If you want to grow your business, you probably need to hire employees to
help you. Becoming an employer and expanding your staff entails many responsibilities, one of which is
seeing to payroll taxes. Unfortunately, there are many myths about these taxes. Here is the reality:
1. Myth: Transforming employees into independent contractors to save on payroll
Reality: You probably know that it costs less to use an independent contractor than to have
an employee on staff. The reason: the cost of payroll taxes, along with insurance and benefits apply only
for employees. But don’t think you can simply reclassify a worker who’s been your employee as an independent
contractor. The IRS, as well as other government agencies, are on the lookout for just such action.
The classification of a worker depends on many factors, most of which boil down to a matter of control.
Essentially, if you have the right to say when, where, and how work gets done, you’re likely dealing with an
employee. The IRS uses three categories of factors to assess the degree of
control: behavioral, financial, and type of relationship. Many states, including California, use an
The worker is free from the control and direction of the hirer in connection with performing the work
- The worker performs work outside of the usual course of the hiring entity’s business
The worker is usually engaged in an independently established trade, occupation or business of the same
nature as the work performed for the hiring entity
2. Myth: All tax-free benefits are exempt from payroll taxes
Reality: Receiving tax-free fringe benefits means that employees do not have to pay income
tax on what they receive. However, it does not mean that employers are off the hook for payroll taxes. For
example, 401(k) contributions made by employees through salary reductions are still subject to FICA. And
adoption assistance is exempt from income tax withholding because the benefit is tax free to employees but
is still subject to FICA and FUTA taxes. You can find a list of various fringe benefits and their tax
treatment for employment tax purposes in Table 2-1 in IRS
3. Myth: You can pay employment taxes with your quarterly employer tax return
Reality: In general, you must deposit federal income taxes withheld and both the employer and
employee share of FICA with the U.S. Treasury using the Electronic Federal Tax Payment System (EFTPS). Also, deposits are
for FUTA tax for the quarter within which the tax due is more than $500.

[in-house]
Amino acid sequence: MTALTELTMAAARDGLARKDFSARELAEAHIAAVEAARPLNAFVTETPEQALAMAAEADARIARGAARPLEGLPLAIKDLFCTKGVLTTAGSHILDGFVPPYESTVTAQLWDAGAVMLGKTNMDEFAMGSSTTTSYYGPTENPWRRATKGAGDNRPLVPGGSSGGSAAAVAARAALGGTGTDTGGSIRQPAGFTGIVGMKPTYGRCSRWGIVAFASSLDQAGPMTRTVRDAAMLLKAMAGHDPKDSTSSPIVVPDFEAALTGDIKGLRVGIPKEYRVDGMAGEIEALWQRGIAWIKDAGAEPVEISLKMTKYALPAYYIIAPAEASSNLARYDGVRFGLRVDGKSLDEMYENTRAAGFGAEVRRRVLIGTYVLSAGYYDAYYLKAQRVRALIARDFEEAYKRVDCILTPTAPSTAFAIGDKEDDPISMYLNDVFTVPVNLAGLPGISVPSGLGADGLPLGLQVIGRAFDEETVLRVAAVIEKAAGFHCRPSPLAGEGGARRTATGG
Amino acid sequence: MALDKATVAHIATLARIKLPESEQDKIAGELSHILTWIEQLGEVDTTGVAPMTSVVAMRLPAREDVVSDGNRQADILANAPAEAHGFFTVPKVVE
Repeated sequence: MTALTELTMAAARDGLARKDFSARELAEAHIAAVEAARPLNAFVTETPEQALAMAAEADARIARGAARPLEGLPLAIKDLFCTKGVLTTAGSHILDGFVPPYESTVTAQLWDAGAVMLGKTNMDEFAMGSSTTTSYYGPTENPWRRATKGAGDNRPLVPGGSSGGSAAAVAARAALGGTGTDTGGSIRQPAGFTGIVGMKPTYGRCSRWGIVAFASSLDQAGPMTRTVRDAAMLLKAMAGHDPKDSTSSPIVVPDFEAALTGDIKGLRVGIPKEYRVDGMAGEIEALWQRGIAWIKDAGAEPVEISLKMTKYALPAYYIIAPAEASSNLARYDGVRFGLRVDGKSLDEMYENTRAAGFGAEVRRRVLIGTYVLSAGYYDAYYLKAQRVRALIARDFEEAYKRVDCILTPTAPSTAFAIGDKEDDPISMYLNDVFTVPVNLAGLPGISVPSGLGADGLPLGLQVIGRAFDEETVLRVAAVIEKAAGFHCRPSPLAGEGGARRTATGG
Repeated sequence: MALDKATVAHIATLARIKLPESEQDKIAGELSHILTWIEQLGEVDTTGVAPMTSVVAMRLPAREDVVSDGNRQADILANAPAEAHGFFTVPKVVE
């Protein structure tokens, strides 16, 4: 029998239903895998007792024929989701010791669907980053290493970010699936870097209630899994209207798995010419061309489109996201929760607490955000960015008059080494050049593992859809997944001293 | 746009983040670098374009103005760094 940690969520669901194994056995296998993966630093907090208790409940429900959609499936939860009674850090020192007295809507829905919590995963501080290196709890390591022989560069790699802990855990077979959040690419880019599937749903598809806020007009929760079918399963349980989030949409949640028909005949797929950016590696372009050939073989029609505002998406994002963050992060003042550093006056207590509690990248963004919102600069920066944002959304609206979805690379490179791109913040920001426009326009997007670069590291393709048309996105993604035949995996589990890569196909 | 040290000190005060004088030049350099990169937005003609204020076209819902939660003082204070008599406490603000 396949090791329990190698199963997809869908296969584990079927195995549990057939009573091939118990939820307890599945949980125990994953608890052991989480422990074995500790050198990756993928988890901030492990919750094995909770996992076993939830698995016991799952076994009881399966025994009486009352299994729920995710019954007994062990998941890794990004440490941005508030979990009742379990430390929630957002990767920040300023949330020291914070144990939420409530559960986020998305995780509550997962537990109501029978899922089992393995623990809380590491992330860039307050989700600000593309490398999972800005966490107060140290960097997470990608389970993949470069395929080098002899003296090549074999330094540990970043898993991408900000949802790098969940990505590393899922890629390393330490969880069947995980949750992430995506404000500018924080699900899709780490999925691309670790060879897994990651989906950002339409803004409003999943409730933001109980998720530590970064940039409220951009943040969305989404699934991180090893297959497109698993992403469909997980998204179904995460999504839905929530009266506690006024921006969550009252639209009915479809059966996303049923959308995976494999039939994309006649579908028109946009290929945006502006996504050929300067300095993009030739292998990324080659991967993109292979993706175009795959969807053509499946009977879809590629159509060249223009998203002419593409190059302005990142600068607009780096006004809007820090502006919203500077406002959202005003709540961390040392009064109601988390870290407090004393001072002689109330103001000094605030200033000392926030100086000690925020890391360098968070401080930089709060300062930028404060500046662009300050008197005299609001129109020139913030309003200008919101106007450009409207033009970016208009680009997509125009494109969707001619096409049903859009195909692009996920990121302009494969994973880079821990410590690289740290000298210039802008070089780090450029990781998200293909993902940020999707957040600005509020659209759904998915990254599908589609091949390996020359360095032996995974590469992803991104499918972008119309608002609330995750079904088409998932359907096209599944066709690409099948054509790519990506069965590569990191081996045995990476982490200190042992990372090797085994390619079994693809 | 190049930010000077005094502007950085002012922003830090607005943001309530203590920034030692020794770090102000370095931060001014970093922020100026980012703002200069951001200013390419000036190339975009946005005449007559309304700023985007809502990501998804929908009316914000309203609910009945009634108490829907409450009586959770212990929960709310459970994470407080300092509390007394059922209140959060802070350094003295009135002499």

4. Myth: Outsourcing to a payroll service provider relieves you of liability
Reality: Rather than handling payroll in-house, many businesses use an outside payroll
service provider to handle the chore of computing payroll taxes, withholding them from employees’ paychecks,
remitting payroll taxes to the government, and filing employment tax returns. What happens if a payroll
provider fails to remit your money to the government? Or it fails to timely file employment tax returns?
Unfortunately, you’re still on the hook for these obligations. You may have a lawsuit against the payroll
service provider for theft, breach of contract, or other bad action. You can even file a complaint with the
IRS on Form 14157
If you suspect your payroll service provider of improper or fraudulent activities regarding the deposit of
your taxes or
the filing of your returns. But it doesn’t relieve you of your obligations to the government.
5. Myth: Incorporating relieves you of liability for unpaid employment taxes
Reality: You may think that having incorporated your business or formed a limited liability
company (LLC), you have complete personal liability protection. You don’t. If you are a person responsible
for withholding, accounting for, or depositing withheld employee taxes (their income tax withholding and
their share of FICA) and you willfully fail to do so, you can be held personally liable for all of these
taxes, plus interest. This is called a trust
fund recovery penalty and it can be applied to business owners even if they have corporations or
In addition to any federal level payroll tax obligations, you may also have state-level employment taxes to
consider. Find out more about federal employment taxes from the IRS. Check with your state tax or revenue department to
learn about your obligations on the state and local levels.